Going back to the question - completely agree with Clobbered - it is not something you need to prepare for.

RCM JD stuff are high level professionals and they are looking for natural ability for this course rather then knowledge. If your child gets selected it 99% means this is worth the effort and commitment on your and his part

JackMSVaughan Wed 01-Nov-17 10:52:02

Hi everyone, hope it's all right to post on here even though I'm not a parent. One of my student's mums told me to share this on mumsnet.

I'm a private music teacher in Bristol UK and loads of my students have been going through MAT tests recently as we have Bristol Cathedral School here – they do around thousand admissions a year using the musical aptitude test.

Over the last year I've put together some free tests and courses for students, parents and teachers to assist the preparation for this exam. There's loads of information and tips on how to practice, even if you've never studied music before.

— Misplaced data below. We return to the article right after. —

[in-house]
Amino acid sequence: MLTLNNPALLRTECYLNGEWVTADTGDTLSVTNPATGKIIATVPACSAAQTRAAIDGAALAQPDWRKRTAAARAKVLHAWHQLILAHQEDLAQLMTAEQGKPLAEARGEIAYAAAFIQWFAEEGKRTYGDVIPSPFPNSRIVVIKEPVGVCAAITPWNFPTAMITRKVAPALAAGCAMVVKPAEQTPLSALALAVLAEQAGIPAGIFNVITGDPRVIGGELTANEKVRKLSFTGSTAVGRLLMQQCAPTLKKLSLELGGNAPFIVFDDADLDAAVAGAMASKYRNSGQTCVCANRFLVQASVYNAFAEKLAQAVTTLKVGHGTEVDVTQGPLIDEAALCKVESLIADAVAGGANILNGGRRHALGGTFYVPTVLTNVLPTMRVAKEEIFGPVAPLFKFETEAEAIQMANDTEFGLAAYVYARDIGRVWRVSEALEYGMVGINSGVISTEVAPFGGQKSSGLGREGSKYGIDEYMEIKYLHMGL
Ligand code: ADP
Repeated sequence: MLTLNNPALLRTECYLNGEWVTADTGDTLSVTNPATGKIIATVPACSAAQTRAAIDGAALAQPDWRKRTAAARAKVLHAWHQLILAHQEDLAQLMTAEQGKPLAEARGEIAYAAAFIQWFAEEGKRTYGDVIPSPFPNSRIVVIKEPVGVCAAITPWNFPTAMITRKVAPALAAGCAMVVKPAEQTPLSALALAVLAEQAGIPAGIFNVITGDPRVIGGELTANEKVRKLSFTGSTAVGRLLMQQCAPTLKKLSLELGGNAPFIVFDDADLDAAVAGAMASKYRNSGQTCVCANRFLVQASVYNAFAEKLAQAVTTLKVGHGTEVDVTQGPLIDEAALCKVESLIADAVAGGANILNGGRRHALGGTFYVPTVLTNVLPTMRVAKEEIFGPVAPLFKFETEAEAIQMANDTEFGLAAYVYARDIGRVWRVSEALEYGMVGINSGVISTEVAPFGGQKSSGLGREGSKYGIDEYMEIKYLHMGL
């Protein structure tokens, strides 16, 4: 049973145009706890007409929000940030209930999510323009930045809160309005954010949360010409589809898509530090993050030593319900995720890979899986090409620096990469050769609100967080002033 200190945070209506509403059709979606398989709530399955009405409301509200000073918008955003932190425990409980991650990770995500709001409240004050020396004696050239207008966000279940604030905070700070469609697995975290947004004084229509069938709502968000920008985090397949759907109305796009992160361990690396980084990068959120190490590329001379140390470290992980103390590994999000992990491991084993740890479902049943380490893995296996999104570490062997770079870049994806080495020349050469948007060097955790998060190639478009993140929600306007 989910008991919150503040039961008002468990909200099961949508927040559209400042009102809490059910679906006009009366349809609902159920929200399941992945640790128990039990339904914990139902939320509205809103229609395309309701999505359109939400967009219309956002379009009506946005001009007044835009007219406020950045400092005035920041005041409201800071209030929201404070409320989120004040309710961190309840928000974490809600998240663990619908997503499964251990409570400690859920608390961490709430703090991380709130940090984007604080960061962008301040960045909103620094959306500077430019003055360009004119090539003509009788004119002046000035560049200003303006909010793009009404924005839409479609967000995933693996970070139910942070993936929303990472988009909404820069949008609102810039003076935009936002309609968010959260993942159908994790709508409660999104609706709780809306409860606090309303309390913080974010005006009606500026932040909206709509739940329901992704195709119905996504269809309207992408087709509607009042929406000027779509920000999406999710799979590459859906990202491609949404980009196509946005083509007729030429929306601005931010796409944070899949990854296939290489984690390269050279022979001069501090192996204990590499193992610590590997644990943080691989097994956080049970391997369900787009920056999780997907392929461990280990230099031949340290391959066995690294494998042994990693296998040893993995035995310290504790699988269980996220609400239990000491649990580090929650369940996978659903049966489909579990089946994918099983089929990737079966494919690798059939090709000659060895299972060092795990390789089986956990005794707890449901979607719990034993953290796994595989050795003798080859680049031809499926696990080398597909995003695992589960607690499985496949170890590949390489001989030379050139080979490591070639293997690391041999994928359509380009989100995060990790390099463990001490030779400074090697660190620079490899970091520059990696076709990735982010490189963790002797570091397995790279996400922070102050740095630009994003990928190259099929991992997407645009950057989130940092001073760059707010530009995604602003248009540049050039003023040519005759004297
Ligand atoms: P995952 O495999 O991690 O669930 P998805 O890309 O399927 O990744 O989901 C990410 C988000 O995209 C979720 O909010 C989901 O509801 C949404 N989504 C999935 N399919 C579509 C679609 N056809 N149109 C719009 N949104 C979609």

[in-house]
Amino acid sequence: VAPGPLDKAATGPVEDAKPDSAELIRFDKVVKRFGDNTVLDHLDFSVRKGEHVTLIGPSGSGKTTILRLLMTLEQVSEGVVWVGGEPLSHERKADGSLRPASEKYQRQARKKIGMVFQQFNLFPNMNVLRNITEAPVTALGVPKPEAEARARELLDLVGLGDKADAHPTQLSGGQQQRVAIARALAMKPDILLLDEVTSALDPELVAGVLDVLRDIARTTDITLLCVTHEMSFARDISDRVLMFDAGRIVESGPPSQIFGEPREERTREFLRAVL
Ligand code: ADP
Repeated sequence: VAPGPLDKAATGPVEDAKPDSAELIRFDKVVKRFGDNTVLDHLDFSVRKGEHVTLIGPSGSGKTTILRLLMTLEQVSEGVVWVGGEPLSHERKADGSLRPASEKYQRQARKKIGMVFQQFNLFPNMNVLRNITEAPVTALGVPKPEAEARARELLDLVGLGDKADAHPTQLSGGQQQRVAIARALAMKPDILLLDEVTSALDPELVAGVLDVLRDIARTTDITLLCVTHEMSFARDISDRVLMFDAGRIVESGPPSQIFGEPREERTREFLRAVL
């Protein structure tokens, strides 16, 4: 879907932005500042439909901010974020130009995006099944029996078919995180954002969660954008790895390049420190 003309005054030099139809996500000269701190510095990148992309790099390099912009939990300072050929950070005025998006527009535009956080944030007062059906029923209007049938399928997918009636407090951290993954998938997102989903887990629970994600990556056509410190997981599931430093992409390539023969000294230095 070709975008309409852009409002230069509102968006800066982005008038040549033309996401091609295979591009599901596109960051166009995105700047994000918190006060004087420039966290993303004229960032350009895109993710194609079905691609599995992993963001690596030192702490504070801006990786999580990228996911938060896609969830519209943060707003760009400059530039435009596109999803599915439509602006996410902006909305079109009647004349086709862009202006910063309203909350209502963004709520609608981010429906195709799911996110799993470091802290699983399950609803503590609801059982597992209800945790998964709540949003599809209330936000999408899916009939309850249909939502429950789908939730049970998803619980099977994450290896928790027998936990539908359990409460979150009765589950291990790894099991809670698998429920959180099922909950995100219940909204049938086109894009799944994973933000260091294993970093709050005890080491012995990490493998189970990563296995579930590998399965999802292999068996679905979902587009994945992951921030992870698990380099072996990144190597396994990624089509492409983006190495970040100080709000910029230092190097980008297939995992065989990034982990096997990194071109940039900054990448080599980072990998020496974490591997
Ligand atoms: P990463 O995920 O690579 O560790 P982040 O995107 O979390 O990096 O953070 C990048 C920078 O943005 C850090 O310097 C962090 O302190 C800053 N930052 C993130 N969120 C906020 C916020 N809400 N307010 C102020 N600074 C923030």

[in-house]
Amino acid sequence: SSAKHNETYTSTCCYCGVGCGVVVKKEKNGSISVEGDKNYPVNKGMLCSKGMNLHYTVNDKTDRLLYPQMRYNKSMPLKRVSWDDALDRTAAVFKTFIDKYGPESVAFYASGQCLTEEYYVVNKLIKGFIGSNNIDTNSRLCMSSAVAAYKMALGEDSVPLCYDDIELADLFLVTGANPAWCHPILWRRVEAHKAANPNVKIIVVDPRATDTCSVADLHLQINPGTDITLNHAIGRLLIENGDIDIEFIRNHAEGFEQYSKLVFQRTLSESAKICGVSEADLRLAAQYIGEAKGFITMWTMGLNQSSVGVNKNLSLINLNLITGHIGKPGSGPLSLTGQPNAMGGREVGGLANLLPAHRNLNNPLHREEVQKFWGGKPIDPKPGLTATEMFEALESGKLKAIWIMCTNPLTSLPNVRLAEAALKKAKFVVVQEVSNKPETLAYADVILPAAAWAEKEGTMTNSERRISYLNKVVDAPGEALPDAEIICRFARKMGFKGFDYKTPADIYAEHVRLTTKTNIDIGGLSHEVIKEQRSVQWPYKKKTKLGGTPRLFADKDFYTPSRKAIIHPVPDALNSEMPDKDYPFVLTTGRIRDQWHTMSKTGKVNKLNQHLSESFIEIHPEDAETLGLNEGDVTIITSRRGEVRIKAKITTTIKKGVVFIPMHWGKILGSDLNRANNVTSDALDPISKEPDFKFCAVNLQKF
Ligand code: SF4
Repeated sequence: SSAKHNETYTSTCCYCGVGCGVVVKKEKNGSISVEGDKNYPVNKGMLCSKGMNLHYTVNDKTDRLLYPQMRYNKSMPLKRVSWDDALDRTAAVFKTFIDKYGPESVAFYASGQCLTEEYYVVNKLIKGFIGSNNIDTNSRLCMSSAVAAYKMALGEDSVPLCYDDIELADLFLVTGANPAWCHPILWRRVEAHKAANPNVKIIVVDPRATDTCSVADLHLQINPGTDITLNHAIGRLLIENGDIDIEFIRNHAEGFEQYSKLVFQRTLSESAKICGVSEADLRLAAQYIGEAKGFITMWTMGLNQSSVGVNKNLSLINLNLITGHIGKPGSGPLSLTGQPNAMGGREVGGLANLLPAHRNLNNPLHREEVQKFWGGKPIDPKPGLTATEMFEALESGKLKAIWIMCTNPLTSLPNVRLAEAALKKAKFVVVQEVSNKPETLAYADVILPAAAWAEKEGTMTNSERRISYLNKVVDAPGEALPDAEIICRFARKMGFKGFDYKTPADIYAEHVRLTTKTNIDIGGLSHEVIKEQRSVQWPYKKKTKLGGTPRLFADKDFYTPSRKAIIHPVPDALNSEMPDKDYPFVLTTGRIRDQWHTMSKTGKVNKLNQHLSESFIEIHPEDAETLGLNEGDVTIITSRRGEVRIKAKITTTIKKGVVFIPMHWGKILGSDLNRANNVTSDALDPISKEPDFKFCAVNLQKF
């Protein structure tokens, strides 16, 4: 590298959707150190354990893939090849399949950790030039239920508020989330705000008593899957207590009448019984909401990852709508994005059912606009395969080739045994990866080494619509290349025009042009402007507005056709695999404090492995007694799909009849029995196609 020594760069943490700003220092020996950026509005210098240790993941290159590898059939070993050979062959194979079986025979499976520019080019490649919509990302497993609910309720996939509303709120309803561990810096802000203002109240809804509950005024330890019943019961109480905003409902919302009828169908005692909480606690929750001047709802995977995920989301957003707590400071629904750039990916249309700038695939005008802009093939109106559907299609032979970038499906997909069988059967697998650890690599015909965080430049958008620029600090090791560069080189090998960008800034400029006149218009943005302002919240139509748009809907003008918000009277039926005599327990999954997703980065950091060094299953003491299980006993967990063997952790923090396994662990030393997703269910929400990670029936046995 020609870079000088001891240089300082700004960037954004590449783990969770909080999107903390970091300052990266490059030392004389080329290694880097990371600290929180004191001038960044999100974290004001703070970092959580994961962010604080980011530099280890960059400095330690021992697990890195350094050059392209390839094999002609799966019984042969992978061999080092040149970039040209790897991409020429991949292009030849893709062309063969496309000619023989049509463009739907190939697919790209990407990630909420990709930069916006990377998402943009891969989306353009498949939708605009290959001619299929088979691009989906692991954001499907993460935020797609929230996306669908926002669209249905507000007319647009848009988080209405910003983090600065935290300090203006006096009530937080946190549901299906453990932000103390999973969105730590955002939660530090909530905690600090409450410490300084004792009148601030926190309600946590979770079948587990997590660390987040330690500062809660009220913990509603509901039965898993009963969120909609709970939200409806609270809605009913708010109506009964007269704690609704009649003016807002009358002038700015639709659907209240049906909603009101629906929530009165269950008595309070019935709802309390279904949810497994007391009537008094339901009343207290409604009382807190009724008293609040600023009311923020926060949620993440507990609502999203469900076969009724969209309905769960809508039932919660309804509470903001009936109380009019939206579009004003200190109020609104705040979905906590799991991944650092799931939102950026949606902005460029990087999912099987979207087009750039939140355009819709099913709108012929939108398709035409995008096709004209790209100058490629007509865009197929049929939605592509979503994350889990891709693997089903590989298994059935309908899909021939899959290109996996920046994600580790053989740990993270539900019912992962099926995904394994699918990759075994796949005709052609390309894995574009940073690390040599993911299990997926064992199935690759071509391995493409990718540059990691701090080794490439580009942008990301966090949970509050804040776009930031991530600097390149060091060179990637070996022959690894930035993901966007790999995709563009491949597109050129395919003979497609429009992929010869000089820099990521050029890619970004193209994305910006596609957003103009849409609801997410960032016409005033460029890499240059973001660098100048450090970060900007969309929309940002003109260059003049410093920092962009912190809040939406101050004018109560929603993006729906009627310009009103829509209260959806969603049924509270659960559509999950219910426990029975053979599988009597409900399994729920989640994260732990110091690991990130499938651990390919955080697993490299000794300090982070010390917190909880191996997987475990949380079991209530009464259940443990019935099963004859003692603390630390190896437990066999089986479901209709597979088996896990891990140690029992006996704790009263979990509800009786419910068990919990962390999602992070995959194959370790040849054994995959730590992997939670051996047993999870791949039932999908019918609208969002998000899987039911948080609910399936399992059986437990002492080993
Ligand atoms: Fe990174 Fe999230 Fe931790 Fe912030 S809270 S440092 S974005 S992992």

I've put these free courses up on my website for everyone. Hope it helps

jo164 Wed 01-Nov-17 18:33:26

Wow wish I'd had your link a month ago... My daughter, who has perfect pitch sat the BCCS test and missed it by 1 Mark... It tested her ability to understand the questions very rapidly with only 1 play through, rather than her musical aptitude in some cases! Very frustrating. If only they would send them 1 examplar question from each section the night before so they could at least all then be tested on their musical aptitude and not their ability to understand the instructions!